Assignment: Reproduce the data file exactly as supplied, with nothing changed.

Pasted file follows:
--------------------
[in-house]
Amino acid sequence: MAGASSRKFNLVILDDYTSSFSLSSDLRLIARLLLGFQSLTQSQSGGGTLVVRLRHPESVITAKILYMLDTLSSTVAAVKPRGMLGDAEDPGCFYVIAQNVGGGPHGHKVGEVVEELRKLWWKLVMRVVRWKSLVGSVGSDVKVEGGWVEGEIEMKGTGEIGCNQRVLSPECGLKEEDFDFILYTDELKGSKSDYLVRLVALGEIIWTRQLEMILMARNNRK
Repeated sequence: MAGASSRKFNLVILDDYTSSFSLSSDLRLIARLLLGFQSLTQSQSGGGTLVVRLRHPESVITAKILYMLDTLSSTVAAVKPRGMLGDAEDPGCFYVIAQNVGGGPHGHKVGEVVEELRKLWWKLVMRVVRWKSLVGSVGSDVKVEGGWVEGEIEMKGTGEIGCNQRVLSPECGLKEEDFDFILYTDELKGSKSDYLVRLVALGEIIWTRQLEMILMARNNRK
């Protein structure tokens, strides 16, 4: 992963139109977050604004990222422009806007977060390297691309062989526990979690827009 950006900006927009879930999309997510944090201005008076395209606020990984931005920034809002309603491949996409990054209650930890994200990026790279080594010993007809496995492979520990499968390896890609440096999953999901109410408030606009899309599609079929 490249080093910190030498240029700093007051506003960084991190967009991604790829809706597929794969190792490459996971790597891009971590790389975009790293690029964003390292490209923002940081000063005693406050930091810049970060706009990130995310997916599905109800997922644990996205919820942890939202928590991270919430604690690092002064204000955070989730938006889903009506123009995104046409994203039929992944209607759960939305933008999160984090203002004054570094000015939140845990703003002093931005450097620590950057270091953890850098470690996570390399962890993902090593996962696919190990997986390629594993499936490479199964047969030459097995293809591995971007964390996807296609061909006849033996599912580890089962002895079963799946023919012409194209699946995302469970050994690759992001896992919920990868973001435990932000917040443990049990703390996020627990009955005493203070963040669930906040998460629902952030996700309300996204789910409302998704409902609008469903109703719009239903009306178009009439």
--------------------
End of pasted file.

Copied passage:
[in-house]
Amino acid sequence: MAGASSRKFNLVILDDYTSSFSLSSDLRLIARLLLGFQSLTQSQSGGGTLVVRLRHPESVITAKILYMLDTLSSTVAAVKPRGMLGDAEDPGCFYVIAQNVGGGPHGHKVGEVVEELRKLWWKLVMRVVRWKSLVGSVGSDVKVEGGWVEGEIEMKGTGEIGCNQRVLSPECGLKEEDFDFILYTDELKGSKSDYLVRLVALGEIIWTRQLEMILMARNNRK
Repeated sequence: MAGASSRKFNLVILDDYTSSFSLSSDLRLIARLLLGFQSLTQSQSGGGTLVVRLRHPESVITAKILYMLDTLSSTVAAVKPRGMLGDAEDPGCFYVIAQNVGGGPHGHKVGEVVEELRKLWWKLVMRVVRWKSLVGSVGSDVKVEGGWVEGEIEMKGTGEIGCNQRVLSPECGLKEEDFDFILYTDELKGSKSDYLVRLVALGEIIWTRQLEMILMARNNRK
């Protein structure tokens, strides 16, 4: 992963139109977050604004990222422009806007977060390297691309062989526990979690827009 950006900006927009879930999309997510944090201005008076395209606020990984931005920034809002309603491949996409990054209650930890994200990026790279080594010993007809496995492979520990499968390896890609440096999953999901109410408030606009899309599609079929 490249080093910190030498240029700093007051506003960084991190967009991604790829809706597929794969190792490459996971790597891009971590790389975009790293690029964003390292490209923002940081000063005693406050930091810049970060706009990130995310997916599905109800997922644990996205919820942890939202928590991270919430604690690092002064204000955070989730938006889903009506123009995104046409994203039929992944209607759960939305933008999160984090203002004054570094000015939140845990703003002093931005450097620590950057270091953890850098470690996570390399962890993902090593996962696919190990997986390629594993499936490479199964047969030459097995293809591995971007964390996807296609061909006849033996599912580890089962002895079963799946023919012409194209699946995302469970050994690759992001896992919920990868973001435990932000917040443990049990703390996020627990009955005493203070963040669930906040998460629902952030996700309300996204789910409302998704409902609008469903109703719009239903009306178009009439």